Eight of Ten Americans Consider Death Tax an Unfair Form of Double Taxation

The vast majority of Americans believe the estate tax, also known as the Death Tax, should be permanently repealed, according to a new survey released this week by the American International Automobile Dealers Association (AIADA).

The survey, conducted by McLaughlin & Associates in late February among 1,000 likely voters, found that nearly two-thirds (61 percent) feel that the estate tax should be abolished because it is inherently unfair.

Likely voters who believe the estate tax, or death tax, should be permanently abolished outnumber proponents of the tax by a margin of more than three-to-one. According to the poll, 61.6 percent of respondents support permanent repeal; 18.7 percent oppose permanent repeal.

Voters believe the death tax is fundamentally unfair. When asked whether it is fair or unfair to tax earnings while being earned and again after the earner dies, 84 percent of all voters consider it to be unfair. Voters view the death tax as a double tax and another example of government overreaching.

Among the poll's other findings:

  • Most Republicans, Democrats and Independents favor permanent repeal. According to the survey, 73.2 percent of Republicans support permanent repeal, as well as 50.3 percent and 61.3 percent of Democrats and Independents, respectively.

  • Support for permanent repeal transcends ideological lines. According to the survey, self-described conservative Republicans (77.7 percent) and moderate Republicans (69.6 percent) overwhelmingly support permanent repeal.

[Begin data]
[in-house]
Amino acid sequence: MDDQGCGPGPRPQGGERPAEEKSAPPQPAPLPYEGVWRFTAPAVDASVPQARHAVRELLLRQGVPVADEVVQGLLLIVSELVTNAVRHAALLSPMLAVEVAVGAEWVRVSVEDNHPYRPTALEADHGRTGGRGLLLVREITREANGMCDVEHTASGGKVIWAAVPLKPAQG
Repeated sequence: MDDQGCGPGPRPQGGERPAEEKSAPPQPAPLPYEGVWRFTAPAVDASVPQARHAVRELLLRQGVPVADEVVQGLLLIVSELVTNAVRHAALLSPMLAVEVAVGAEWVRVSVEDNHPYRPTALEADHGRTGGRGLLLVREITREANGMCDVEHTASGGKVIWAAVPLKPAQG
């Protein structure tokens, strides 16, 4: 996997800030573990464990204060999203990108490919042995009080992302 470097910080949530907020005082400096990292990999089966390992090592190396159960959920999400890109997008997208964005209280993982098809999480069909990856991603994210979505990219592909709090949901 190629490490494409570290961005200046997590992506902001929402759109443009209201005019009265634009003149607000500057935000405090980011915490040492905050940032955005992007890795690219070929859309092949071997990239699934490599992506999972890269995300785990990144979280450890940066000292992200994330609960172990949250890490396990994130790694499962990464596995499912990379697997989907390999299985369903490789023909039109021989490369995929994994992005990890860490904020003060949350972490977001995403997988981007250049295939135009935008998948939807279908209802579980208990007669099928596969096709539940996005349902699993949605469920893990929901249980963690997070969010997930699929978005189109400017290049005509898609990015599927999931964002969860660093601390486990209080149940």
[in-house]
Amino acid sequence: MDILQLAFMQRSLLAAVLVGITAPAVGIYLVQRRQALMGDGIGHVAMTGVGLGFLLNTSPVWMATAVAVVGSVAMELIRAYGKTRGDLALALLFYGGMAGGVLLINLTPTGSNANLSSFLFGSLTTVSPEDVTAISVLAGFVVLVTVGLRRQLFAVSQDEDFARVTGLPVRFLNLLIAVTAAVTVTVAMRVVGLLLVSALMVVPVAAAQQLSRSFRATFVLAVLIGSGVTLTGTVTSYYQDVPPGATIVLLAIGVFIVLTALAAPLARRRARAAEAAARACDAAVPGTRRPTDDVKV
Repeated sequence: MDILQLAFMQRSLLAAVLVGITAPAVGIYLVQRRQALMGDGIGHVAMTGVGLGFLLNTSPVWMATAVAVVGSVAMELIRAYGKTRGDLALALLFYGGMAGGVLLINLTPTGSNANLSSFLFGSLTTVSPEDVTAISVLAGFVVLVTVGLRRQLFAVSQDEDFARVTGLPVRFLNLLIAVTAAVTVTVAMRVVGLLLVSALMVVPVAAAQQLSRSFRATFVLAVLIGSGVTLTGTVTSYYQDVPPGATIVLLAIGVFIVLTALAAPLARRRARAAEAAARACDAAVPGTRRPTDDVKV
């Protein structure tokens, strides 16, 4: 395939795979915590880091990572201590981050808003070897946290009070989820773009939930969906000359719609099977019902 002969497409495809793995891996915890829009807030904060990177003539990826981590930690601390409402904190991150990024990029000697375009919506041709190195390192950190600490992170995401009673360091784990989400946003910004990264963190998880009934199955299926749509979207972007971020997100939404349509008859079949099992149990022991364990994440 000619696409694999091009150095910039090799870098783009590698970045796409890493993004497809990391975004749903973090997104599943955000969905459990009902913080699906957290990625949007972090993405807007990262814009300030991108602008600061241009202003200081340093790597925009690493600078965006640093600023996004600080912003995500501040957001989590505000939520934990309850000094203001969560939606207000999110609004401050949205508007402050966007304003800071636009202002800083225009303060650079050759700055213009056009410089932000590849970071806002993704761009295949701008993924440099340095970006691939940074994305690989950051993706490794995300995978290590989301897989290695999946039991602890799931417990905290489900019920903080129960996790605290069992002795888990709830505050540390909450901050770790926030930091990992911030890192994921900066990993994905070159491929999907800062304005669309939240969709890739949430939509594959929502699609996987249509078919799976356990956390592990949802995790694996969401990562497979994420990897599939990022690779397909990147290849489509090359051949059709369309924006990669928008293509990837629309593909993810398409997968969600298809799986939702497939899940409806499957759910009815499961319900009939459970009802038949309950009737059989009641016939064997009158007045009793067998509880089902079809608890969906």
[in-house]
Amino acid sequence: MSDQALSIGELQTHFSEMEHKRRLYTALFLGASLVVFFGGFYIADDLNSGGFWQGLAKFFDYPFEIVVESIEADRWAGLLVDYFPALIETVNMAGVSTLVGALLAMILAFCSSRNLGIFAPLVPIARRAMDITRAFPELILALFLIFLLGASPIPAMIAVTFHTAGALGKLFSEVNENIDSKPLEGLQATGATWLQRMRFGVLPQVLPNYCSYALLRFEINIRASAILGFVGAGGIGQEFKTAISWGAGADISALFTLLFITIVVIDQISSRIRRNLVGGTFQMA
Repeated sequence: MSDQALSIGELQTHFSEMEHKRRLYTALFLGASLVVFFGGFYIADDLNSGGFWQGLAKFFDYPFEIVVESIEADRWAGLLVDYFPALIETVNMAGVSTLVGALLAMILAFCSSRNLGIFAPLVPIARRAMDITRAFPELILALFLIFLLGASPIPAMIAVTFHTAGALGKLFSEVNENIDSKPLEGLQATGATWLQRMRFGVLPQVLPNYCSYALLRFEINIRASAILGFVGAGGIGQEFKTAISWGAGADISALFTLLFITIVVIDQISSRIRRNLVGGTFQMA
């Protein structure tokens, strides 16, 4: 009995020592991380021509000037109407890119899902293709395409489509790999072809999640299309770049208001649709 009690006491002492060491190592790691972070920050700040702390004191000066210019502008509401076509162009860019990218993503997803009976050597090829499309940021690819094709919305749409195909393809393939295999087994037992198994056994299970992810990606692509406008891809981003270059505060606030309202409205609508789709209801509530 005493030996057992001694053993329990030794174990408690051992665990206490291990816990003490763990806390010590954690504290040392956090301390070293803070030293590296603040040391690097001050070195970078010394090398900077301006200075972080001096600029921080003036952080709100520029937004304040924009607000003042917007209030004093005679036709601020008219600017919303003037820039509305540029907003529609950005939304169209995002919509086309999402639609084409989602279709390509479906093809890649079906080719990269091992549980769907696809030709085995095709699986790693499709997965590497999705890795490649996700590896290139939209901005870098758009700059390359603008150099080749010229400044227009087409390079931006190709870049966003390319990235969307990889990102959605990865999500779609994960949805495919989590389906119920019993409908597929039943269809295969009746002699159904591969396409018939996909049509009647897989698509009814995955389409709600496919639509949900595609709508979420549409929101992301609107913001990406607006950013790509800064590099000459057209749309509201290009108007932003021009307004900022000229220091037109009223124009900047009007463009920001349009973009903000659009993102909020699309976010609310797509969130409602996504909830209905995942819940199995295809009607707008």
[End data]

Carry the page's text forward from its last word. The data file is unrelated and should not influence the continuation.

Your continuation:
• Among liberal Republicans, support for permanent repeal is at 59.5 percent. Even self-described conservative Democrats and moderate Democrats support permanent repeal, 60.9 percent and 51.4 percent, respectively. Only among self-described liberal Democrats is support for permanent repeal below 50 percent (44.5 percent).

  • Income is irrelevant to voter sentiment that the death tax is unfair.

  • According to the poll's findings, among voters earning less than $40,000 per year, 84 percent feel the death tax is unfair; 12 percent feel it is fair.

  • Among voters earning over $100,000, 82 percent view it as unfair, while 11 percent view it as fair.

  • Most minorities support permanent repeal. According to the survey, 56.4 percent of African Americans support permanent repeal of the tax, and 51.4 percent of Hispanics believe the tax should be taken off the books forever.

  • Among Caucasian voters, 63.5 percent favor permanent repeal.

  • The majority of both men and women favor permanent repeal.

  • The survey found that among men, 62.9 percent favor permanent repeal of the tax; among women, 60.0 support permanent repeal.

  • Most Americans, regardless of age, support permanent repeal.

  • 67.3 percent of likely voters age 41-65 support permanent repeal; among likely voters age 56-65, support for permanent repeal is at 63.6 percent. Likely voters over the age of 65 support permanent repeal at a rate of 61.9 percent. Among 26-40 year-olds, support for permanent repeal is at 53.2 percent. Only among likely voters age 18-25 is support below 50 percent (48.2 percent).

Methodology: This national survey of 1,000 likely voters was conducted on February 23-24, 2004. All interviews were conducted via telephone by professional interviewers.

Respondent selection was at random within predetermined geographical units, which reflect actual voter distributions in a Presidential election. The margin of error is +/- 3.1 percent at the 95 percent confidence interval.

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